BEIJING - Beijing will complete a reform on property rights of rural collective economies in three years, making all farmers shareholders of the city's collectively-owned farming enterprises, rural affairs officials said Wednesday.
All of the 2.73 million rural residents in Beijing will become shareholders of the city's rural collective farming enterprises such as chicken farms and orchards, said Chen Tao, spokesman with the Beijing Municipal Commission of Rural Affairs, at a press conference Wednesday during the metropolis's parliamentary session.
Those companies are collectively owned by rural residents who, however, have not received dividends since the 1950s when they invested capital and means of production, such as farm tools and livestock, according to Chen.
A lack of distribution systems had largely affected farmers' desires to raise crops as well as their incomes, he said.
Meanwhile, confusion about property rights and a lack of supervision also led to the abuse of power and corruption among village chiefs.
"In the past, we did not have to ask anyone when taking money from collective enterprises, but now we have to follow the rules and report to villagers once a year," said a village cadre who refused to give his name.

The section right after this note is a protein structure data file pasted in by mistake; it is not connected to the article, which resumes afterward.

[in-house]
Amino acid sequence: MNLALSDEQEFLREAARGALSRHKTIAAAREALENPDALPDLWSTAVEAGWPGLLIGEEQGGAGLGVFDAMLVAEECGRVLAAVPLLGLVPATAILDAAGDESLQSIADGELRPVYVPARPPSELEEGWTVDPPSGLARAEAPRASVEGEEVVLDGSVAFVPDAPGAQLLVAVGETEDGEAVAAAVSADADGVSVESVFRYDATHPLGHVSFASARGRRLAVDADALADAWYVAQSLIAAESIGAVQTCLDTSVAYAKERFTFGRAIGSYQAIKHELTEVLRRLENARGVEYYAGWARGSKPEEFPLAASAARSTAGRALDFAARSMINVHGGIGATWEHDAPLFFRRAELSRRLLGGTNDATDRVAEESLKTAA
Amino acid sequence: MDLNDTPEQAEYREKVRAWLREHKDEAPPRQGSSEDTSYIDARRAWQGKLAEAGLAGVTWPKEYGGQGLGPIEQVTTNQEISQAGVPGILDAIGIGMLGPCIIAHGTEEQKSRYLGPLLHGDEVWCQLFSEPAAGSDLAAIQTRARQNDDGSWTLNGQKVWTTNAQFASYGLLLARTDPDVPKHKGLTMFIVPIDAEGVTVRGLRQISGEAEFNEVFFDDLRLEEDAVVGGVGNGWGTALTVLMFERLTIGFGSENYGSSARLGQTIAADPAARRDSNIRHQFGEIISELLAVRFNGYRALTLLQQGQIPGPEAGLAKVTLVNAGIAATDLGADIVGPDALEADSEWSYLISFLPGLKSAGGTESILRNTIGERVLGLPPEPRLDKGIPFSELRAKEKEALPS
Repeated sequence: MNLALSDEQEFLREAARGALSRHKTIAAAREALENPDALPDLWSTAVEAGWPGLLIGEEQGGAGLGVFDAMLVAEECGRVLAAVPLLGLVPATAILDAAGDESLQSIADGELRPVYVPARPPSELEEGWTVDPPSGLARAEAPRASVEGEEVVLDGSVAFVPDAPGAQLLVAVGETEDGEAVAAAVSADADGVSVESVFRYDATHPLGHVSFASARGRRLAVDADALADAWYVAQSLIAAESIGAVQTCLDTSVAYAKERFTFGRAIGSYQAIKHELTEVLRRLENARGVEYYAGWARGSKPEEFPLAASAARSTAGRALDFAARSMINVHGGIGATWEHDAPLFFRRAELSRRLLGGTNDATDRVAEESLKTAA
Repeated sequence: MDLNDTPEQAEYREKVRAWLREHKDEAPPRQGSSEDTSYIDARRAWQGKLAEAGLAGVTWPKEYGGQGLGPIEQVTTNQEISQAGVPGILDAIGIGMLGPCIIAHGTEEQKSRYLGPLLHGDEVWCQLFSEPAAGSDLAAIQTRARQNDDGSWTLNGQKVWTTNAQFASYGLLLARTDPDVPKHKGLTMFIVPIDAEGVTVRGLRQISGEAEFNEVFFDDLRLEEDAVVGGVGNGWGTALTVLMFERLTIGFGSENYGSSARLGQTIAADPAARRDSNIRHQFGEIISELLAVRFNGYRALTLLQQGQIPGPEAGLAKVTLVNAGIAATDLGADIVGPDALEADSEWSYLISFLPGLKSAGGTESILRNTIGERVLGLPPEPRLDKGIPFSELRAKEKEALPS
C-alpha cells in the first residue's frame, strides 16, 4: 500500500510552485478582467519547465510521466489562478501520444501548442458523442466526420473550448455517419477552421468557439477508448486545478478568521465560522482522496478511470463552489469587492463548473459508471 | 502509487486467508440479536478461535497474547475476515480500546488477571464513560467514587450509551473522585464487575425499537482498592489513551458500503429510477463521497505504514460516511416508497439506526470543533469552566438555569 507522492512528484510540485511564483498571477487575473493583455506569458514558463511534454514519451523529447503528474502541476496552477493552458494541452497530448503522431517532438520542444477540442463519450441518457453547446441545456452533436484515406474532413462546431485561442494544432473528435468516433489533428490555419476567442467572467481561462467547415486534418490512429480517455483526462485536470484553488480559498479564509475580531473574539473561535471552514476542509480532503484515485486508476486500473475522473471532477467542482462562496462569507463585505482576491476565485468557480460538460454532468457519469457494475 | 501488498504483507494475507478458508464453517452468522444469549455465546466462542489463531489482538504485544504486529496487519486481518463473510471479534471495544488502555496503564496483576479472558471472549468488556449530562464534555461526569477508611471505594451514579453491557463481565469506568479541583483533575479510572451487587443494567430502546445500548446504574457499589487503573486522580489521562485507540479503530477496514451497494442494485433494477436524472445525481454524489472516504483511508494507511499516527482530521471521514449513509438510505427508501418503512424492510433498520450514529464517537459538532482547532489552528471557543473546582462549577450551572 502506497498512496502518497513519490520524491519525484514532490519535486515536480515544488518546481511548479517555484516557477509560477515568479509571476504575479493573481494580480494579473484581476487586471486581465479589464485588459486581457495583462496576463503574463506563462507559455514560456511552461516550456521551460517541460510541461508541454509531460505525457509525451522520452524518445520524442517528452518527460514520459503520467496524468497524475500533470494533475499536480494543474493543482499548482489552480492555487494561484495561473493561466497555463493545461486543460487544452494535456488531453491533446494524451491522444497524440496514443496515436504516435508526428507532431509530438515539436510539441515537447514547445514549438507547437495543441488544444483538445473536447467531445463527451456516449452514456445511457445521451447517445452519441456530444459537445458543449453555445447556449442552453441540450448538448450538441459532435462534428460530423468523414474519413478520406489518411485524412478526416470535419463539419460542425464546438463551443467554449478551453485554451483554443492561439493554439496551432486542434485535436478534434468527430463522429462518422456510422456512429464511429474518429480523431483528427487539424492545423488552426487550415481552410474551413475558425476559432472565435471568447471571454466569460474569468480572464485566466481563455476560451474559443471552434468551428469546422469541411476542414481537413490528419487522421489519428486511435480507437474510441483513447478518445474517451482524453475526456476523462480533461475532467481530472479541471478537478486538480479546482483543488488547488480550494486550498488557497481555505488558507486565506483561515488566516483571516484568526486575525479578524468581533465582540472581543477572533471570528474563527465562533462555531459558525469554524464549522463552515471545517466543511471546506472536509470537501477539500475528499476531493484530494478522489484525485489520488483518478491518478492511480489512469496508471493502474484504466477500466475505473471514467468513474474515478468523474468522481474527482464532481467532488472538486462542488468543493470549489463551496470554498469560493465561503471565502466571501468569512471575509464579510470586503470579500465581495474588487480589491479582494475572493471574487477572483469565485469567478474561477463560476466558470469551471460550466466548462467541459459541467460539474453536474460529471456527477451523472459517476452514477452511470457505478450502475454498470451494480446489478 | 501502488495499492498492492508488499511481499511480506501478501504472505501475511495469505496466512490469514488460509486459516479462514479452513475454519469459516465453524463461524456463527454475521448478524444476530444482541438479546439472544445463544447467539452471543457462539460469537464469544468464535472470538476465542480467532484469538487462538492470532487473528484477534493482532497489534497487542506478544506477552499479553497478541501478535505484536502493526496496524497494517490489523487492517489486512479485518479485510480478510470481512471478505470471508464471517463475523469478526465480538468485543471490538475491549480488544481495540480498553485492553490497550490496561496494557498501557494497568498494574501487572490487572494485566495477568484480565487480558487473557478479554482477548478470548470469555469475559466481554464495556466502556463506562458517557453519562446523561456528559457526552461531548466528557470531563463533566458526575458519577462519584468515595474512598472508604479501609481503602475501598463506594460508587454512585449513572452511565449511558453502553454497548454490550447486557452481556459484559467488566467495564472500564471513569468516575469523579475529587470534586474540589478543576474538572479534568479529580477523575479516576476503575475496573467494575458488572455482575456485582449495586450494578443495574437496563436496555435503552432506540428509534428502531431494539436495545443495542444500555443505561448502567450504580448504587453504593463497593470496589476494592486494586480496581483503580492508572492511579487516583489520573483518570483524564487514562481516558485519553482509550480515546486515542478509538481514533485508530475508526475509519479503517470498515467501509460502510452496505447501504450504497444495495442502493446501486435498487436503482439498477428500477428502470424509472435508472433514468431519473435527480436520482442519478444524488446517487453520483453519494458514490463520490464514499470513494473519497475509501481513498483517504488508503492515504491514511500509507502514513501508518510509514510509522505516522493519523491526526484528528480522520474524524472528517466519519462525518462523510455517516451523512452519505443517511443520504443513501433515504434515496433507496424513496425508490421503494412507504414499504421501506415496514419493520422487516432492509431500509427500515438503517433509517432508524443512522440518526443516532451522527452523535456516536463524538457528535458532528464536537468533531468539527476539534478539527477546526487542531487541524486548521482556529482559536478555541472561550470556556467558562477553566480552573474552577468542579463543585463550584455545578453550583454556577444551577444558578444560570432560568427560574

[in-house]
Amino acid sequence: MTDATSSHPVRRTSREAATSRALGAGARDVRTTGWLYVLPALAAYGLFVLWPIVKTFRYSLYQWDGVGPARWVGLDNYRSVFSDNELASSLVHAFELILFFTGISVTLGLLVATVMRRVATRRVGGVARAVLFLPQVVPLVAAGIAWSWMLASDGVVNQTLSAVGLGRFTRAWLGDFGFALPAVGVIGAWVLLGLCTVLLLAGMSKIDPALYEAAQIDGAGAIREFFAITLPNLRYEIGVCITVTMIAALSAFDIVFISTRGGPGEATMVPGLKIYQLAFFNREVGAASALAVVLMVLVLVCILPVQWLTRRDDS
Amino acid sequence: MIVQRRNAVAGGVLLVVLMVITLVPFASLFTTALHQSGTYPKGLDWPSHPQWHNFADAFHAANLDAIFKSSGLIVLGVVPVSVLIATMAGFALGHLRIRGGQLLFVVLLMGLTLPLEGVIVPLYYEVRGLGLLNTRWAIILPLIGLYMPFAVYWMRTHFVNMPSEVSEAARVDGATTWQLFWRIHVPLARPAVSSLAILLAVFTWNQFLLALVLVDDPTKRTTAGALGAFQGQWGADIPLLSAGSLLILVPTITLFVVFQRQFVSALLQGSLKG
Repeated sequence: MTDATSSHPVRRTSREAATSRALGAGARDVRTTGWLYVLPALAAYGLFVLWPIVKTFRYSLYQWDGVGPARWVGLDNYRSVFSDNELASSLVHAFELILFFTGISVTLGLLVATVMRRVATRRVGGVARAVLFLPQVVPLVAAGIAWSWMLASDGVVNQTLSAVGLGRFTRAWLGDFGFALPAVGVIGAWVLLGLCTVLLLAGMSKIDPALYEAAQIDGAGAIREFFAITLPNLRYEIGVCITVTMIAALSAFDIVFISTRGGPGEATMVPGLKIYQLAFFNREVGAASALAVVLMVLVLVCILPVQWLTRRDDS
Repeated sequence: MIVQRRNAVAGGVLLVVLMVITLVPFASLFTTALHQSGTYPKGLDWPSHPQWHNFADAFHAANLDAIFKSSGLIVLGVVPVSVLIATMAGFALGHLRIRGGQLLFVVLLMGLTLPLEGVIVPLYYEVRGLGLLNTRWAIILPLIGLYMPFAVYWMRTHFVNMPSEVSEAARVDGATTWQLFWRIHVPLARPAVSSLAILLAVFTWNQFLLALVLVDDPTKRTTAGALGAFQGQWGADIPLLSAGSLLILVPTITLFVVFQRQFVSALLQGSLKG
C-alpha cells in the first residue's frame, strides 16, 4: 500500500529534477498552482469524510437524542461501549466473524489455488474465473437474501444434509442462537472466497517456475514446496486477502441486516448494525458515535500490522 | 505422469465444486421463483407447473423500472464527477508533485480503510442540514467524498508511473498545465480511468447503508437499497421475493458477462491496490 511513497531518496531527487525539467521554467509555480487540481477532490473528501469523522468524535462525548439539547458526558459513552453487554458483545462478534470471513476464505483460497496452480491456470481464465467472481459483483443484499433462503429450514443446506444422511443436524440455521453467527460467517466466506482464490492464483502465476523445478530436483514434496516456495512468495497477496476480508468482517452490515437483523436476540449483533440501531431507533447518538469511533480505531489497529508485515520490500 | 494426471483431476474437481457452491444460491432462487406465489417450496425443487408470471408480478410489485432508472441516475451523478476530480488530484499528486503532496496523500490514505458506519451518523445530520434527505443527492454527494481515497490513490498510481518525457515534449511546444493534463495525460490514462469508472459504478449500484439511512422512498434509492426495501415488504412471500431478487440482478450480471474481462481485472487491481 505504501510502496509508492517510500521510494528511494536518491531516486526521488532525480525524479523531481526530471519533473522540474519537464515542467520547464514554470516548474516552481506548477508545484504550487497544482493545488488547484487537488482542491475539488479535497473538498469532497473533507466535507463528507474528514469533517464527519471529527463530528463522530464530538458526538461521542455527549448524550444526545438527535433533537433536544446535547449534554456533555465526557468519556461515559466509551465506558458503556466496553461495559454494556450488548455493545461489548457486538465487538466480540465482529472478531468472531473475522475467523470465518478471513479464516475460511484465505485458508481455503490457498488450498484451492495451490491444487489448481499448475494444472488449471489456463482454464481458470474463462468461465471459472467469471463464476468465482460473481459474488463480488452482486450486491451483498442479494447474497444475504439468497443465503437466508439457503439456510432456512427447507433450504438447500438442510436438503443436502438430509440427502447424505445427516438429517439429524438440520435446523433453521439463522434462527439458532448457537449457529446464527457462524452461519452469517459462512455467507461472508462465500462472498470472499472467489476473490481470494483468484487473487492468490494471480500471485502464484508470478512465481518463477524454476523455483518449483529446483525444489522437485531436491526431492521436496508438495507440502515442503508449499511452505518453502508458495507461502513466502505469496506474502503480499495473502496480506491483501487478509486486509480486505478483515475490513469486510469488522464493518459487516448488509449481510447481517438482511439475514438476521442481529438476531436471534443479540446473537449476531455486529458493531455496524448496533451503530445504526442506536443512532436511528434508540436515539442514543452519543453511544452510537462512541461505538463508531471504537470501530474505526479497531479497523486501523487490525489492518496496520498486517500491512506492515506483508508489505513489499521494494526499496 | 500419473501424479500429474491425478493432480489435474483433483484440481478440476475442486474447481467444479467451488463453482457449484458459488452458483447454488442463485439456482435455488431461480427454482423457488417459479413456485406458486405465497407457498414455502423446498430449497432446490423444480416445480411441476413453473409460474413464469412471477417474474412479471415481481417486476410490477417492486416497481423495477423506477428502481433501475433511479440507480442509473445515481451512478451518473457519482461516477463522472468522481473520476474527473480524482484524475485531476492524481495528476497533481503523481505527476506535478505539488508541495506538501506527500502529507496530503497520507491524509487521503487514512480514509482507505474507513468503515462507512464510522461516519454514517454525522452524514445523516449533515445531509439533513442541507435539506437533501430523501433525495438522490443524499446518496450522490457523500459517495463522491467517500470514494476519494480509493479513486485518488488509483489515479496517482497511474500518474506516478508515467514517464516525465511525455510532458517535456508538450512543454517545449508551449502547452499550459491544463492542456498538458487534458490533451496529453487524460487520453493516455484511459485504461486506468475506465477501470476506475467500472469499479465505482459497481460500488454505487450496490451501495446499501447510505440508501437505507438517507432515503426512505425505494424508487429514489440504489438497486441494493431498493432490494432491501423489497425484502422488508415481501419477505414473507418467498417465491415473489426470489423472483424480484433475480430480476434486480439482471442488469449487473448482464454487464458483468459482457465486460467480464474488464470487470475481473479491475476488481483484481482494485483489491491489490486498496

To solve the problem, many local Chinese governments, including Beijing, started the property rights reform in the mid 1990s.
So far, about 1.81 million rural residents in Beijing have received shares of about 62 percent of the city's rural collective economy that are worth 300-billion-yuan (about $45.5 million), according to Chen.
The share will grow to 90 percent by the end of this year and the rest will be completed by 2013, he said.
Every rural resident will receive shares, though the amount varies according to the length of their working years, said Chen.
During the past 11th Five Year Plan (2006-2010), when the reform was being widely adopted in Beijing, the average annual income of Beijing rural residents grew to 13,000 yuan in 2009 from the 7,860 yuan in 2004.
Chen said that Beijing also planned to increase farmers' average incomes by another 8 percent in five years.
The reform will further promote China's urbanization pace as, according to Chen, farmers who have shares can still receive dividends if they leave their rural land to live in cities.
Chen also mentioned that Beijing still needed to improve management of those enterprises. It will also build a talent system to absorb more college graduates and professionals to operate those firms.